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The Twin Cities Hiawatha

Last revised: November 30, 2023

By: Adam Burns

In 1935 the Milwaukee Road introduced the Hiawatha, sometimes referred to as the Twin Cities Hiawatha, a passenger train that would spawn a whole fleet of famous trains by the same name.

The original operated between Chicago and the Twin Cities and officially began service on May 29, 1935; one of the first streamlined trains ever to be introduced in the U.S. For the Milwaukee, the Hiawathas were virtually the only streamlined passenger trains operated by the railroad (they certainly were the most popular and well-remembered). 

The trains were both regional in nature and long-distance (Olympian Hiawatha and Midwest Hiawatha).  In addition, after October, 1955 the railroad handled Union Pacific's City fleet to and from Chicago.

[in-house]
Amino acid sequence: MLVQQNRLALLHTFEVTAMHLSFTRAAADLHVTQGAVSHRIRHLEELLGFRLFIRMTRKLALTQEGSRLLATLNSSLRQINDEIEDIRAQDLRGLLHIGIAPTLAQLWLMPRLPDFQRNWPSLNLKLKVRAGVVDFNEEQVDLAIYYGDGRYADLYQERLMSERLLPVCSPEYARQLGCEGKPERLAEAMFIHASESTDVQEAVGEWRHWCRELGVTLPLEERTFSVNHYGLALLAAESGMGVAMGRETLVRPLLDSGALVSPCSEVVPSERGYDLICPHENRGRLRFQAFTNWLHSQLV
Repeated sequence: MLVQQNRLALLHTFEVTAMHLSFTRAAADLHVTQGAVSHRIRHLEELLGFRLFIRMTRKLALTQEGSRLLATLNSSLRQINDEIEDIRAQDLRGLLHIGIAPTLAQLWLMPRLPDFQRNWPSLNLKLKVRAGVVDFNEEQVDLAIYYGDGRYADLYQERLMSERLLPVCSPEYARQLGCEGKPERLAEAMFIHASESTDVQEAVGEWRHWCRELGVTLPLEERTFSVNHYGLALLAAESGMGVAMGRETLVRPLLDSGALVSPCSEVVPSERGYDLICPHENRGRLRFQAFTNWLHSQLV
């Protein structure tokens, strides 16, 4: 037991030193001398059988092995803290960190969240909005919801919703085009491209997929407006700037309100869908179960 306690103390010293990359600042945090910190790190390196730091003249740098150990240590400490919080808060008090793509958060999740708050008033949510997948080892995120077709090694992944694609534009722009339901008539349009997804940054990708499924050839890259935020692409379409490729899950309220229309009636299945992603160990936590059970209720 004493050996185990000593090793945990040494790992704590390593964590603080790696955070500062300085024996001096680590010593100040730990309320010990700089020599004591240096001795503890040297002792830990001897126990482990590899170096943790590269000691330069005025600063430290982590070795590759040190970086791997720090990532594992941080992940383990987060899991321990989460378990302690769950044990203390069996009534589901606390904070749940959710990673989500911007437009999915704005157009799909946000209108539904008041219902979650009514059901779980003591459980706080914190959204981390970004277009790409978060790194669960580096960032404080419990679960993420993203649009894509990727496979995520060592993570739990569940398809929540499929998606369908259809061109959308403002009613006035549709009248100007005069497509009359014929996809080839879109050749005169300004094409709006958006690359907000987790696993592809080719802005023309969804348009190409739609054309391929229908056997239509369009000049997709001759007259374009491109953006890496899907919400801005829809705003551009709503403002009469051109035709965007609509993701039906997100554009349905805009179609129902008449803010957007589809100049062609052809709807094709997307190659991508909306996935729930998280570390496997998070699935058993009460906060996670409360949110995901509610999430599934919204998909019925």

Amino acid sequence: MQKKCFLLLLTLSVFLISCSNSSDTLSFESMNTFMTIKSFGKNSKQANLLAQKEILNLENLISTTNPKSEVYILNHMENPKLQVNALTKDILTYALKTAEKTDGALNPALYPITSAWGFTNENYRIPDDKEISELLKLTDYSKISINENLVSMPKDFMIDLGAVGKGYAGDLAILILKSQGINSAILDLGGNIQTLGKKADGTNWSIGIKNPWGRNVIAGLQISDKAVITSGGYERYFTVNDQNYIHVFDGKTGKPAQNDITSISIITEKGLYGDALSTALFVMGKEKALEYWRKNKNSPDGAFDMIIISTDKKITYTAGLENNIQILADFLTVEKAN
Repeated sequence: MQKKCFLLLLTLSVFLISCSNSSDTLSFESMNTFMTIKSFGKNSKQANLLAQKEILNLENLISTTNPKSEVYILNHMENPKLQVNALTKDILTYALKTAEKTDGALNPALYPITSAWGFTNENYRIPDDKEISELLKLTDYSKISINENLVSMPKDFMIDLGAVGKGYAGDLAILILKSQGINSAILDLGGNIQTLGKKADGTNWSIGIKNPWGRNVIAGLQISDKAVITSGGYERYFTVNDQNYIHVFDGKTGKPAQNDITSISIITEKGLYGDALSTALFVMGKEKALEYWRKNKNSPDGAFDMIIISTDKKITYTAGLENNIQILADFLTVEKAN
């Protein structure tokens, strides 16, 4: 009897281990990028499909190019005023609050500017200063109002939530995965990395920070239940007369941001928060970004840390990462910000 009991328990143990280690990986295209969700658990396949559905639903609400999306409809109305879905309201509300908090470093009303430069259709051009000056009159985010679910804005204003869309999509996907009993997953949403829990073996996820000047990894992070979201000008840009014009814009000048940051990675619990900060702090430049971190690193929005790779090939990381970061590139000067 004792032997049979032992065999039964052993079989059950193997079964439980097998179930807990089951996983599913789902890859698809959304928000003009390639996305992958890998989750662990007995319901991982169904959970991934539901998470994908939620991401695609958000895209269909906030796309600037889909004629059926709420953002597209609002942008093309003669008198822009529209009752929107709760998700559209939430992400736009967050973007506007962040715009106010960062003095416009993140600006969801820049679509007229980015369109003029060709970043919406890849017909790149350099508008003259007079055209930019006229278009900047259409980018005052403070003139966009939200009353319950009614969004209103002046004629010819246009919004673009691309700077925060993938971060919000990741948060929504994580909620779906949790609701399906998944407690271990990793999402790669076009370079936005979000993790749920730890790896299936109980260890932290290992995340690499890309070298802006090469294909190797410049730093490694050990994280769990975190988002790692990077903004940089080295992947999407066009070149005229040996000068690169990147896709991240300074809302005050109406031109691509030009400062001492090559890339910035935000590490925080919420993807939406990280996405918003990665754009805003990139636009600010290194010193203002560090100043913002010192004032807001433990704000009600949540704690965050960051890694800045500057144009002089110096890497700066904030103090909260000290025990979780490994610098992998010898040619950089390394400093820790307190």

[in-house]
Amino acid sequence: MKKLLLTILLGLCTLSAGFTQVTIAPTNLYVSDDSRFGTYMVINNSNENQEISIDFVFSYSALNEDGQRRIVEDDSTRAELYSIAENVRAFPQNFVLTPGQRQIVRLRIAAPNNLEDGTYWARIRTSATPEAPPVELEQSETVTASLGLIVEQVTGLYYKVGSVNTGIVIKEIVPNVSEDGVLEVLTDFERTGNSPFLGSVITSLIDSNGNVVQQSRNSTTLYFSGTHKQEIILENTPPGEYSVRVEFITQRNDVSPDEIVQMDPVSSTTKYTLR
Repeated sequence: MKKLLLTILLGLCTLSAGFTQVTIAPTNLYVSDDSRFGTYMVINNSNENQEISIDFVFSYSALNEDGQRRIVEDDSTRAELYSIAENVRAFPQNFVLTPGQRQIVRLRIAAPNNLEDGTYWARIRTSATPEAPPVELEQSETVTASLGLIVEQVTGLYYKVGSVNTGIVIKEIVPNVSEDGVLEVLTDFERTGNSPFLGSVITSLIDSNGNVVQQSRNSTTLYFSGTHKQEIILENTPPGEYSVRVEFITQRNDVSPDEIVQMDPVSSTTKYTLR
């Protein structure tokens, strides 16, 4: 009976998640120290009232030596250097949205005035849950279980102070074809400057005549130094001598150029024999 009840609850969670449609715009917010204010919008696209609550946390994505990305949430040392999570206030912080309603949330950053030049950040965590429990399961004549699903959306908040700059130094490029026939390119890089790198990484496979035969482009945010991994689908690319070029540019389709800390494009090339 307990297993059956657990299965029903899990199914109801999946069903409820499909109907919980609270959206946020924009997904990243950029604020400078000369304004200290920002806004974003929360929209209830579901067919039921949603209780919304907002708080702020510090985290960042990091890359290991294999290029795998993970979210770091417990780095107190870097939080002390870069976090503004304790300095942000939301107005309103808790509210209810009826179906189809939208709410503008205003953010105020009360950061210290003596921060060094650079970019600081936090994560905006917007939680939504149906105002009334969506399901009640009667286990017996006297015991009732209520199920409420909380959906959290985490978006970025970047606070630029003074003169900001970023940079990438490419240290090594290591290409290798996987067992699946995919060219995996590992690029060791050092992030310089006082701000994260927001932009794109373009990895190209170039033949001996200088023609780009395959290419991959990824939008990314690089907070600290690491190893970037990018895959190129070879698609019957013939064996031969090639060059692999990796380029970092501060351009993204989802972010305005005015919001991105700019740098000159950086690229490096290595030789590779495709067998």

Originally powered by 4-4-2 Atlantic-type steam locomotives (later 4-6-4 Hudson-types) the train was entirely streamlined, including the locomotive, and home-built in the Milwaukee Road's own shops.

These trains were instantly successful, regularly clipping along at speeds topping 100 mph with hardly a bump or shudder during the ride.  The Chicago-Twin Cities run could be achieved in roughly seven hours and the Milwaukee Road's trackside "Reduce to 90" signs are legendary. 

Photos

2385273526357268914278315782986987.jpgMilwaukee Road E6A #15-A is ahead of a "Twin Cities Hiawatha" at Rondout, Illinois on September 2, 1948. Photographer unknown. American-Rails.com collection.

History

The original Twin Cities Hiawatha was ingeniously conceived. Like many other famous streamlined passengers trains, which played on themes of either the geography or regional historical cultures, so too did the Hiawathas.